There are many foods traditionally connected with Christmas. These include breads and pastries, special fish and meat dishes, and even candy. Since last time we looked at holiday plants, this food focus will be on fruit and its Christmas connections.
Various Christmas treats include nuts and spices.
Besides the religious symbolism of new life coming from death with sprouts growing from hard, dead shells — many nuts are mentioned in the Bible. These include chestnuts, also called “plane trees” that grew in the garden of God (Ez 31:8). Acorns represent the oak, sometimes called “terebinth,” and found in Mamre at Hebron, where God appeared to Abraham (Gn 18:6-7). Also, Aaron’s staff flowered and grew almonds overnight as a sign of God’s approval (Nm 17:23).
Spices, with their origins in countries of the Middle East and Asia, are meant to remind us of the “Magi from the East.” One in particular, cinnamon, is listed among the ingredients of the anointing oil recipe given to Moses by God (Ex 30:23).
Spices, for the same reason of remembering the Magi, worked their way into many recipes of Christmas. This includes drinks such as cider and “wassail,” roughly translated as “to your health.” Traditional wassail, always served hot, consists of sweetened cider heated with cinnamon, ginger and nutmeg. Wassail, while a part of Christmas celebrations now, dates back to a pagan drink that was consumed as part of European apple tree blessings in January.
A similar drink is called “lamb’s wool.” It uses ale or mead and baked apples (often mashed) and is served on Epiphany.
Apple connections to Christmas are obvious — they remind us of Adam and Eve in the Garden of Eden. (Traditionally, the feast of Adam and Eve was Dec. 24.) Also, when Jesus is depicted in art with apples, it signals the salvation he won upon the tree of the cross.
A variety of fruits are used in many traditional Christmas foods, not the least of which is fruitcake.
A Christmas favorite, much maligned, is fruitcake. While preserved cakes of seeds and grain date to Roman times, fruitcakes containing actual fruit appear after the Crusades, around the 11th century. Today, some monasteries, such as Trappist communities, supplement their income with sales of fruitcakes, often preserved in alcohol — which extends shelf life by years.
Fruitcake has many names worldwide, each with a variation on the recipe. One well-known is German stollen which is filled with marzipan and candied fruit. The original stollen, dating to the 14th century, was made without butter or yeast — since these were not allowed during Advent in medieval times. A papal decree exempted stollen by the 16th century. Stollen’s shape is said to resemble a baby wrapped in swaddling clothes or the hump on a camel’s back.
Another fruit-based holiday dessert is the plum pudding of England (a variation is called figgy pudding). The treat seems to have developed out of a way to preserve meat by hanging it in a bag filled with suet and fruit. This is also the basis for another holiday treat: mincemeat pie – which, today, doesn’t usually contain meat.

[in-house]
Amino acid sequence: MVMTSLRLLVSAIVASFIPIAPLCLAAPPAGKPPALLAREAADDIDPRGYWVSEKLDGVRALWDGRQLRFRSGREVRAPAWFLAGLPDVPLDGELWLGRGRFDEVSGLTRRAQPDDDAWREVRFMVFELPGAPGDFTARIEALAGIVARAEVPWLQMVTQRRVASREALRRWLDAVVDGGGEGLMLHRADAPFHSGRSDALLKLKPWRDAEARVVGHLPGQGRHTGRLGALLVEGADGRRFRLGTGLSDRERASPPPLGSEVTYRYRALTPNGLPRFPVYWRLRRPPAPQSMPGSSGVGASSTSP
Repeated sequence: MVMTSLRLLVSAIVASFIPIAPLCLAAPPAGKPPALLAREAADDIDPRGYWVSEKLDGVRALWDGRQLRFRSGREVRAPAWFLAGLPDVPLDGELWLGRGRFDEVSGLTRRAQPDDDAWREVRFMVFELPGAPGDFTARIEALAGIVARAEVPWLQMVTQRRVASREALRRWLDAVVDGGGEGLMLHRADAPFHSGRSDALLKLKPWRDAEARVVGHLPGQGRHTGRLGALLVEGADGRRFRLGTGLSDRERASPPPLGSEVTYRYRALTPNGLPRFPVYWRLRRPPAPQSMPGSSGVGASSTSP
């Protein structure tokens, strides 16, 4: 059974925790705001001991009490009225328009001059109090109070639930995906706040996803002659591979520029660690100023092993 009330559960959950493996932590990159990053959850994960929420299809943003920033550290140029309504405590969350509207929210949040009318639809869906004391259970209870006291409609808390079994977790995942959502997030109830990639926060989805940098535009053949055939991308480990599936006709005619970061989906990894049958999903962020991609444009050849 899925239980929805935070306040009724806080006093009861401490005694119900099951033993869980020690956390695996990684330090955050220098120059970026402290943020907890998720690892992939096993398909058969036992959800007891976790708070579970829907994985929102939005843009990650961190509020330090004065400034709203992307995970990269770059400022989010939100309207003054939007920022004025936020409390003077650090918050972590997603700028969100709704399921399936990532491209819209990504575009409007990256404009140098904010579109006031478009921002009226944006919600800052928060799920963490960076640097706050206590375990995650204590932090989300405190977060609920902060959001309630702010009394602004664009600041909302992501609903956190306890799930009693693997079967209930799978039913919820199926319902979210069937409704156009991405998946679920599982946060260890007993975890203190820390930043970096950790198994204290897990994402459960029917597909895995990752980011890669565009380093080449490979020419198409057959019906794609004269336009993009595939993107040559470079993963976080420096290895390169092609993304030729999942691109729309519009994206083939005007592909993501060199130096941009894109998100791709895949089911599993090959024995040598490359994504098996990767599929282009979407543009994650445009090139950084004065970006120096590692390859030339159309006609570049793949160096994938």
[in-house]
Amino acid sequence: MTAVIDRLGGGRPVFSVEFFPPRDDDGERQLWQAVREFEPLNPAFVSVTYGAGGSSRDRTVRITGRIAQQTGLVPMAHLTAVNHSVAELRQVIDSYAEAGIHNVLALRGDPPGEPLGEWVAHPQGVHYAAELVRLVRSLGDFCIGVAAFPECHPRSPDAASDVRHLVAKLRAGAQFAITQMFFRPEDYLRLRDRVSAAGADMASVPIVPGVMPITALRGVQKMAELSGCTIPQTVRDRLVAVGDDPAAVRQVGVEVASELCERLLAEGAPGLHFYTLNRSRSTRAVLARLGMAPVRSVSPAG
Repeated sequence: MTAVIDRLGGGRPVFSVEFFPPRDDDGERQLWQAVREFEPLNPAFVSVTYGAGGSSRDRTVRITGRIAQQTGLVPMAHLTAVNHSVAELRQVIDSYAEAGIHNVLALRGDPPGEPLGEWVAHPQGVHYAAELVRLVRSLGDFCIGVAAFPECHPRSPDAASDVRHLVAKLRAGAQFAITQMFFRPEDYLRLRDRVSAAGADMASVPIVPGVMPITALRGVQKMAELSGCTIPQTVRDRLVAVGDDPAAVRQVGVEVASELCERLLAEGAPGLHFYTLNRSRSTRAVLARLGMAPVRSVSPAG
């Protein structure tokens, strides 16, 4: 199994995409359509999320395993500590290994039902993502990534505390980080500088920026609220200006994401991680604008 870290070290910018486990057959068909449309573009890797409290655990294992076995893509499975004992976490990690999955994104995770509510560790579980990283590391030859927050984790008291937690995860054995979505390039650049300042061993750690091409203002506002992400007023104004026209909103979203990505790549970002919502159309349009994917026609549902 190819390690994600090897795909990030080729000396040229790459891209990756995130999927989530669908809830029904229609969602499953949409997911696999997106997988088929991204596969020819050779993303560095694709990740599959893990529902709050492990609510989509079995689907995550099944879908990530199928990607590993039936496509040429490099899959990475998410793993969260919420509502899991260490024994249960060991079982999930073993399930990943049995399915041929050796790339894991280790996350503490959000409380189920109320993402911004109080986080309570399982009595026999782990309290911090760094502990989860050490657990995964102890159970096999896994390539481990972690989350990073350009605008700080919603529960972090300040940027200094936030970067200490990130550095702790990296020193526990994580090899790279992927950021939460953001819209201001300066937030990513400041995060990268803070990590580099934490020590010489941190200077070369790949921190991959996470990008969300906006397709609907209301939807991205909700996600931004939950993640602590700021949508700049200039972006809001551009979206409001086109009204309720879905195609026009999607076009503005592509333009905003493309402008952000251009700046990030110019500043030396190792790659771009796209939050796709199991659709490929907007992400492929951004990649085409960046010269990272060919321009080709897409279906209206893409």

Plum and figgy puddings are boiled, first mixed with meat fat, sugars, spices and various fruits – though not fresh plums. Prunes (dried plums), raisins and currants are popular additions. A true plum pudding, which dates back to the 15th century, is supposed to contain 13 ingredients, one for each apostle plus one for Christ. Since the use of such rich ingredients was forbidden during Advent, plum pudding was made on the Sunday before Advent — called “Stir Up Sunday.”
Each family member took part in stirring the pudding and making a wish for the next year. Sometimes, coins or silver charms, representing wishes, were put into the pudding to be found when it was eaten. (Now these are usually placed under the pudding when it is served.) Put in a bag to dry, the pudding was hung in the kitchen near the fire or stove and left there during Advent. On Christmas, it was removed from the bag, adorned with holly, drenched in alcohol and set afire — adding to its traditional black color.
The 13 ingredients of a plum pudding are echoed in the French tradition of 13 Desserts of Christmas. These include apples, pears, winter melons, almonds, walnuts, raisins, oranges and quince cheese. (Quince is a yellow, Asian fruit related to apples and pears.)
Now that discussing all of these Christmas treats has you drooling, just be happy that the custom of fasting during Advent is no longer a part of the Western church customs — although fasting on Advent Fridays was still practiced into the 20th century. (Eastern rite churches, both Catholic and Orthodox, still practice fasting as part of Advent.)
Sources: npr.org; wikipedia.org; whatscookingamerica.net; foodtimeline.org; dresdenstollen.com; “The Catholic Encyclopedia”; historicalfoods.com; provenceweb.fr; smithsonian.com.